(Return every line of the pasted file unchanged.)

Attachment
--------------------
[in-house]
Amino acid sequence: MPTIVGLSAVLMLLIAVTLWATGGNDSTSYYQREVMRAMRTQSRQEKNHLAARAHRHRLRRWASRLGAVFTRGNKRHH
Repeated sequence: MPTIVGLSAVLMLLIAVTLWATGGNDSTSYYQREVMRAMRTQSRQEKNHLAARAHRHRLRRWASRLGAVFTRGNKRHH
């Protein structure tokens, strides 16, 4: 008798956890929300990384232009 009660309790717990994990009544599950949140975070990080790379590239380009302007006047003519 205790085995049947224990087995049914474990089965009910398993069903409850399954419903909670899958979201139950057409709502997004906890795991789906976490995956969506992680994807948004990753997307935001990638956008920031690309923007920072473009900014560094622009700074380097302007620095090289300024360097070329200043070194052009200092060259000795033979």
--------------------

[in-house]
Amino acid sequence: MPTIVGLSAVLMLLIAVTLWATGGNDSTSYYQREVMRAMRTQSRQEKNHLAARAHRHRLRRWASRLGAVFTRGNKRHH
Repeated sequence: MPTIVGLSAVLMLLIAVTLWATGGNDSTSYYQREVMRAMRTQSRQEKNHLAARAHRHRLRRWASRLGAVFTRGNKRHH
């Protein structure tokens, strides 16, 4: 008798956890929300990384232009 009660309790717990994990009544599950949140975070990080790379590239380009302007006047003519 205790085995049947224990087995049914474990089965009910398993069903409850399954419903909670899958979201139950057409709502997004906890795991789906976490995956969506992680994807948004990753997307935001990638956008920031690309923007920072473009900014560094622009700074380097302007620095090289300024360097070329200043070194052009200092060259000795033979």